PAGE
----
The American public wants Congress to get the economy moving and create jobs. Rightly so, given 7.9 percent unemployment and 23 million workers underemployed. So why is Speaker of the House John Boehner focused on something else? Why, for example, does he support continuing the Bush tax cuts for the very rich, which do almost nothing to boost the economy, and oppose continuing Emergency Unemployment Compensation for the long-term unemployed, which is a proven job creator, in addition to being financial life support for millions of families?
Extending just the upper-income Bush tax cuts would boost GDP growth by 0.1 percentage point, increasing nonfarm payroll employment in 2013 by only 102,000 jobs—far less than one-tenth the impact of continuing the temporary ad hoc stimulus measures. Continuing EUC would do three times as much in terms of GDP growth and support 300,000 to 400,000 jobs. In terms of jobs created per dollar of budget deficit, EUC is more than five times as effective as the Bush income tax cuts for the wealthy. Combine them with the Bush estate tax cuts and they are one-seventh as effective as EUC.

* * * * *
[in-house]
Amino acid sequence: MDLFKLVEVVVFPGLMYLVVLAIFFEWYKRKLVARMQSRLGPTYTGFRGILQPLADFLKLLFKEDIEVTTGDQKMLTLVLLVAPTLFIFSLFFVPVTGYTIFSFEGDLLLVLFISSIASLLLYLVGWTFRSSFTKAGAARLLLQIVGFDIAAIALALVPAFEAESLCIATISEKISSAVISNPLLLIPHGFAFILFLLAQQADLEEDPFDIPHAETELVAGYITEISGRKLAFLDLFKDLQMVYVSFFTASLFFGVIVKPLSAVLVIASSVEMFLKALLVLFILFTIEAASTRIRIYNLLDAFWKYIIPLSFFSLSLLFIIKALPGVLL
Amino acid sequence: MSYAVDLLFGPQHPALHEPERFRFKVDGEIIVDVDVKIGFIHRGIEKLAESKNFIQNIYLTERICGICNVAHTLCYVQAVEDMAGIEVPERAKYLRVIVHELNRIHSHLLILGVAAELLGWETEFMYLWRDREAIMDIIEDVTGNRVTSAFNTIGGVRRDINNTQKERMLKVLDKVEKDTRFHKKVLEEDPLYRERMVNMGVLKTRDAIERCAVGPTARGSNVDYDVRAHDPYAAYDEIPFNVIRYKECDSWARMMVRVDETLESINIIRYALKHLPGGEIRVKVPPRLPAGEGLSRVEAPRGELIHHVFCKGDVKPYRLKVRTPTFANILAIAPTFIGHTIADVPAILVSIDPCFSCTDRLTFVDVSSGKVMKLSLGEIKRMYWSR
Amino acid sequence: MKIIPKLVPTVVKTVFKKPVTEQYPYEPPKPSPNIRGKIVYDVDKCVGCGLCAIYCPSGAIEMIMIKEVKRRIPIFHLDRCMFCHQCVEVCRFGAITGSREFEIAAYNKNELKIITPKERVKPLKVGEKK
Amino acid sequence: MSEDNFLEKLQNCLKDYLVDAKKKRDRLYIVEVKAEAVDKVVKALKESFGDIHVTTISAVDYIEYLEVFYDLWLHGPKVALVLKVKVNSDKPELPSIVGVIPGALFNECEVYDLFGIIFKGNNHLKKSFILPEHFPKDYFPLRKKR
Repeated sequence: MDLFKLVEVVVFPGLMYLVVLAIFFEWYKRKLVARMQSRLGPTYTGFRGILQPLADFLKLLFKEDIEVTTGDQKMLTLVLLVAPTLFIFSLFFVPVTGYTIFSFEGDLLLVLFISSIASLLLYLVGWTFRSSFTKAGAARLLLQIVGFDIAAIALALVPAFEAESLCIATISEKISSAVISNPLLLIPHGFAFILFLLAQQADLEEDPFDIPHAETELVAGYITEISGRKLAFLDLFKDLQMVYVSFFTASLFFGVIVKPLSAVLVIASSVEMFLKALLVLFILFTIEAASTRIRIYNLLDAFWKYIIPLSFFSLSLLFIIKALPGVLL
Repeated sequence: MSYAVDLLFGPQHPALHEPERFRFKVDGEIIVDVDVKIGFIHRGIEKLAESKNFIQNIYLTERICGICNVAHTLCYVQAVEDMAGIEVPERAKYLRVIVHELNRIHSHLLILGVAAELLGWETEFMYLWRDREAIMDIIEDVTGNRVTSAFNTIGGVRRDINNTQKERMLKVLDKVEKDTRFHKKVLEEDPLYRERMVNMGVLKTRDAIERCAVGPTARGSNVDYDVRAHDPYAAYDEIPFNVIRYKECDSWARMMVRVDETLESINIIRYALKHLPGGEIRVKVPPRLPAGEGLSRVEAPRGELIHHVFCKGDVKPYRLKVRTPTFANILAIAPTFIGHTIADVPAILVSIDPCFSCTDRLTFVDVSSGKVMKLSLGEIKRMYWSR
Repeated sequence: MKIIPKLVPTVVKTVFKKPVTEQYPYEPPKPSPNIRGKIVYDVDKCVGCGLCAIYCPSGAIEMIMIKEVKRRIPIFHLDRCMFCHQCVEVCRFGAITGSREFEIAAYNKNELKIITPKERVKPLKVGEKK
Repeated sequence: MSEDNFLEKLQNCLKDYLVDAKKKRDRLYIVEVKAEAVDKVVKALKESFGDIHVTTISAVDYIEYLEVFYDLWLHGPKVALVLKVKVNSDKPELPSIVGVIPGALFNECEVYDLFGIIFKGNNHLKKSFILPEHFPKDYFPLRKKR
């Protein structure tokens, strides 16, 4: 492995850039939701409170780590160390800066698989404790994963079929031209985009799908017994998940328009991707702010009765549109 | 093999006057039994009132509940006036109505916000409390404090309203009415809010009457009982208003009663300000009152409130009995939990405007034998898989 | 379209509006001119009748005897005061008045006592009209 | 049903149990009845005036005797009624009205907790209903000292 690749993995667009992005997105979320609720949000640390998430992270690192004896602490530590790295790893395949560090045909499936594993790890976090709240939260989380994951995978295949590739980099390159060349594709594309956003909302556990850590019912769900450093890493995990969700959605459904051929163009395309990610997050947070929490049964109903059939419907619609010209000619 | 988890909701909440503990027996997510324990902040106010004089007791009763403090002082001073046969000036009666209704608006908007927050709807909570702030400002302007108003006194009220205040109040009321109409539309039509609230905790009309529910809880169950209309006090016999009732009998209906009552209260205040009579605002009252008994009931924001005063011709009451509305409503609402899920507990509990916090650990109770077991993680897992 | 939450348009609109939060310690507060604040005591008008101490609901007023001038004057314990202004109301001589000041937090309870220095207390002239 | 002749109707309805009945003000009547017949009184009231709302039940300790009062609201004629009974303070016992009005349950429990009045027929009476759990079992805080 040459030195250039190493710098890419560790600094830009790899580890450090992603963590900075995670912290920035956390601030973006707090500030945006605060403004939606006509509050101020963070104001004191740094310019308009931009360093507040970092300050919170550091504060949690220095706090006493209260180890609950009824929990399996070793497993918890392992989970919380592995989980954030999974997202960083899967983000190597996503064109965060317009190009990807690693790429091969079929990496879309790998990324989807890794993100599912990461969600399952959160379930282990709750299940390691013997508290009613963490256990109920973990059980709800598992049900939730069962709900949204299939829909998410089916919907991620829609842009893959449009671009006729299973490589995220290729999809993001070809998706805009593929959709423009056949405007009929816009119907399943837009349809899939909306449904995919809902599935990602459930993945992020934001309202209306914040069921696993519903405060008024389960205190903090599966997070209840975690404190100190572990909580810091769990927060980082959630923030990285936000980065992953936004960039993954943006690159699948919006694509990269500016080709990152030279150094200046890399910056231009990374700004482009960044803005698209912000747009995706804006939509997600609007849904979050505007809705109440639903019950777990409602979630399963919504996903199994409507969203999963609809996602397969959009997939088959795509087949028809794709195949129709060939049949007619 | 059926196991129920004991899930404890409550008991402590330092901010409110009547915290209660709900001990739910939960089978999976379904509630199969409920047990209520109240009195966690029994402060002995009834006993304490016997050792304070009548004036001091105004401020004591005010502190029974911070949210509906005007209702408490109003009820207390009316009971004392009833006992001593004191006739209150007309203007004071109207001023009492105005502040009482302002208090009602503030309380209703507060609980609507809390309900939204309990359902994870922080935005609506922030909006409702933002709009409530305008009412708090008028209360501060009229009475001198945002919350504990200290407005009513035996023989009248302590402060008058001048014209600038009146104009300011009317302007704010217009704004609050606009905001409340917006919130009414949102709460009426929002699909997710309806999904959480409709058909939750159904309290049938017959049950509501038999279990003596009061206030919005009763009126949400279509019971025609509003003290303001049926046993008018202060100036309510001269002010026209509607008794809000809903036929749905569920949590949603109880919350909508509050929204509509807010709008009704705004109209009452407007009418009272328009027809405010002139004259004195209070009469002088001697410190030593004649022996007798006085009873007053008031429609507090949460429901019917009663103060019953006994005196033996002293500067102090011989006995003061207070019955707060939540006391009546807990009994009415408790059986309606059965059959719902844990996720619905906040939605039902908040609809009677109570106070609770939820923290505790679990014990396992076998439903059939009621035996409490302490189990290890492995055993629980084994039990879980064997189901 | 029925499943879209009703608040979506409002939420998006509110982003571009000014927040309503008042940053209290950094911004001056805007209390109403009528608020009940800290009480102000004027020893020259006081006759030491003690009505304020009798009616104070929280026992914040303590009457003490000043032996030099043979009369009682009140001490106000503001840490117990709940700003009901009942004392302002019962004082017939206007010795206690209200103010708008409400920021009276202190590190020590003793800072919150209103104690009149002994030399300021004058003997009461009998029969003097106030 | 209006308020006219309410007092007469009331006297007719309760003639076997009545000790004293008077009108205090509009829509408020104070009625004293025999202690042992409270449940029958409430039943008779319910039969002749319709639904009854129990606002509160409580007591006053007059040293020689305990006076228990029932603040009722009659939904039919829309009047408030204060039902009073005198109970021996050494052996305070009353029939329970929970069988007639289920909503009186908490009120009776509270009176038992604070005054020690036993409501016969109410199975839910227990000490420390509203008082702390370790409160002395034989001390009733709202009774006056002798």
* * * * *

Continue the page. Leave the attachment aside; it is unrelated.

FULL ANALYSIS FROM EPI: Budget battles in the lame duck and beyond
It’s easy to see why helping the unemployed has a bigger effect on economic growth than helping the very rich. Unemployed workers with no other source of income would have no funds to spend on consumer goods if they weren’t receiving weekly unemployment compensation benefits. In fact, they spend virtually all of the unemployment compensation they receive, yet many are still forced to cut back on medical treatment and purchases of clothing and food. Their weekly unemployment benefit check goes right back into the local economy, allowing the businesses that sell to them to meet or even increase their payroll and supporting the production, shipping and warehousing of the goods the unemployed buy with their benefits. By contrast, the rich save large parts of their income so another tax cut won’t get spent in the local economy or create many jobs in the U.S.
President Obama was right to include Emergency Unemployment Compensation in his offer to solve the budget crisis. House and Senate Republicans would be wrong to reject it. Even if they don’t care about job creation, ending the Bush tax cuts for the top 2 percent and investing half the 10-year revenue into up-front stimulus (including expanding EUC) would do far more to lock in medium– and long-run deficit reduction and reduce the debt.